Leave the arboretum towards Arthurstown and, at the first Y in the road, take the right-hand fork for the short drive to Great Island and Kilmokea at Campile with its 7 acres of lovely gardens. Around the house are the formal, walled gardens and a heavy, wooden door set into the stone wall leading you to the winding paths of the woodland garden. Enjoy an excellent lunch or afternoon tea in the conservatory tearoom, and ask for directions for the short cut down narrow lanes to Arthurstown, where the Passage East Ferry takes you across the estuary to Passage East, the tiny village on the western shores of Waterford harbor. Arriving at the N25, you turn right to visit the town of Waterford fronting the River Suir, and left to arrive at the Waterford Crystal Factory. This is a very worthwhile excursion, as the tours give you an appreciation for why these hand-blown, hand-cut items are so expensive. It takes many years to become a master craftsman, and one little mistake in the intricate cutting means painstaking hours of work are wasted and the defective item is simply smashed and recycled-there are no seconds. (Waterford crystal items are uniformly priced throughout the country.) It is a very popular venue, the stopping place for seemingly every coach tour. Fortunately, separate transportation is provided to shuttle individual tourists to and from the factory. I thoroughly enjoyed touring with a guide who allowed plenty of time to watch the skilled workmen. The showroom displays the full line of Waterford’s production, from shimmering chandeliers to sparkling stemware. The visitors’ center also has a gift shop, tourist information center, and café.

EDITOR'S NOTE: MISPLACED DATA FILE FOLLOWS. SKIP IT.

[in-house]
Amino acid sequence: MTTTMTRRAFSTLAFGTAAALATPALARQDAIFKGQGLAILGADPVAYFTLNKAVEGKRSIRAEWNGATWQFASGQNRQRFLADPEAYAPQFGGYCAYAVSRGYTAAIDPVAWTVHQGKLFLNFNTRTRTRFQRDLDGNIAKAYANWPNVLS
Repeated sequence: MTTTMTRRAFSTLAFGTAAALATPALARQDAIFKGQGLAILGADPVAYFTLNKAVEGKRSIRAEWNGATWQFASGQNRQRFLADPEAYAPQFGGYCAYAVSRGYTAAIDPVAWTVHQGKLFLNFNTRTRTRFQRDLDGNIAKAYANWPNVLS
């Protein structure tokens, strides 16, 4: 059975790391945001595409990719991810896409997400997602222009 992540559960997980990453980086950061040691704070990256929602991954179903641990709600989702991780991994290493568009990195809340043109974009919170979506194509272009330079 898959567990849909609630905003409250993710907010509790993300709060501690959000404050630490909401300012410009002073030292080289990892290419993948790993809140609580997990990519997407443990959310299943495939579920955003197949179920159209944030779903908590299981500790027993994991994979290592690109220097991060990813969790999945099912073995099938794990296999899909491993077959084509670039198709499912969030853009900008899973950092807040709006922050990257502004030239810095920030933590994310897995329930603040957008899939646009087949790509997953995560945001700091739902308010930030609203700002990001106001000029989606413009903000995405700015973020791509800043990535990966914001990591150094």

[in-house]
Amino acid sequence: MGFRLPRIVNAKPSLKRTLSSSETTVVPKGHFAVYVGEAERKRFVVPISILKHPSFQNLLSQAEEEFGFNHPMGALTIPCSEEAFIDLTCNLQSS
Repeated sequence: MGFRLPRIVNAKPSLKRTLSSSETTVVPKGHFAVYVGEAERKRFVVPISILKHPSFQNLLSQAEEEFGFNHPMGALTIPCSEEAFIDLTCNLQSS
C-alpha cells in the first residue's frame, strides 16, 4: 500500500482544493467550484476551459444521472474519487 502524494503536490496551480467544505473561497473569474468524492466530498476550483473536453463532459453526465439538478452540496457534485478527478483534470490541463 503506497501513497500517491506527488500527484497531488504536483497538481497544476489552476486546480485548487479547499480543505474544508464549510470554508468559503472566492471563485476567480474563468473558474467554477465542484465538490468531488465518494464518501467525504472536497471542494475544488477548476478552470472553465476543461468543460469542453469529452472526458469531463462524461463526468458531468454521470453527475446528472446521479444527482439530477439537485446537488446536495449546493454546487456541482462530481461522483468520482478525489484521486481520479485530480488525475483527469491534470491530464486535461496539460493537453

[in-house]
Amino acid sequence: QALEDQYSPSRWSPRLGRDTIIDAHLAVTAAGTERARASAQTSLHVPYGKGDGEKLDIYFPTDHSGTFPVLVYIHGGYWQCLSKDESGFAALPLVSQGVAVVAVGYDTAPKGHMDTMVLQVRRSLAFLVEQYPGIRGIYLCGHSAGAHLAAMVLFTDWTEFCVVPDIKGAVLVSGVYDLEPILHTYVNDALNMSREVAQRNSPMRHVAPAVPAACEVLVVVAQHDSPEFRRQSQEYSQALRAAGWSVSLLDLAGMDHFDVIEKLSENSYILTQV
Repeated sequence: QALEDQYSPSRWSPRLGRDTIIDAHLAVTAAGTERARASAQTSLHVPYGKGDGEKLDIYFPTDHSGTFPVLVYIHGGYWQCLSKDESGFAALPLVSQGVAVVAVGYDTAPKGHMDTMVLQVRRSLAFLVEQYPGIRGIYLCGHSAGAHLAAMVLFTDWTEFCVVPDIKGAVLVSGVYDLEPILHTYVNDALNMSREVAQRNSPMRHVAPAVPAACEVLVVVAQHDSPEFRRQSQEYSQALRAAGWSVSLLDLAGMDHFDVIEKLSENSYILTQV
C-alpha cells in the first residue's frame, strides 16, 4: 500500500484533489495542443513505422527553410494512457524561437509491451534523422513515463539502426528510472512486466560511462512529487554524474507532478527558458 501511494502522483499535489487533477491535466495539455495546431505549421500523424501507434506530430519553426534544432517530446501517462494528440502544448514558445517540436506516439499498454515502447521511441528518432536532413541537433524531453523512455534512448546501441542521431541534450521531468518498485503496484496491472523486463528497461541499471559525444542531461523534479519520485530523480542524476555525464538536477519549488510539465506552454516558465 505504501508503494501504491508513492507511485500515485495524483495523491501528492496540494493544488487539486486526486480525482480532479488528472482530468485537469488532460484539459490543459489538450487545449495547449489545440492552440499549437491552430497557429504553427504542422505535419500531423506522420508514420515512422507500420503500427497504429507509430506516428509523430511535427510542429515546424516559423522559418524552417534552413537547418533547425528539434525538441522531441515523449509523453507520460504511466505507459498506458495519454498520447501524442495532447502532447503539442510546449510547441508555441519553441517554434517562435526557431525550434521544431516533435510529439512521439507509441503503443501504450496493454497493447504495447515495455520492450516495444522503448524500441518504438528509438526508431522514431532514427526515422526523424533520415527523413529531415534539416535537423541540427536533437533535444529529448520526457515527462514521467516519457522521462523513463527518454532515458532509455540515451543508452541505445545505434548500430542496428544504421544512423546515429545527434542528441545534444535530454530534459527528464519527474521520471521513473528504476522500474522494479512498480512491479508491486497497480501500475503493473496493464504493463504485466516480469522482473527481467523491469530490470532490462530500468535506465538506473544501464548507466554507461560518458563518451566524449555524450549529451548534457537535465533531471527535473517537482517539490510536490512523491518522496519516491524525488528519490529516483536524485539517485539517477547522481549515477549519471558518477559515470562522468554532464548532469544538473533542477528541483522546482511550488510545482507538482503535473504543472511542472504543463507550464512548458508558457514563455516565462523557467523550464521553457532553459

If the weather is inclement, stay on the N25 in the direction of Cork, but otherwise meander along the coast road by doubling back in the direction of Waterford for a very short distance, turning to the right to Tramore, a family holiday town, long a favorite of the “ice-cream-and-bucket-and-spade” brigade. Skirting the town, follow the beautiful coastal road through Annestown to Dungarvan.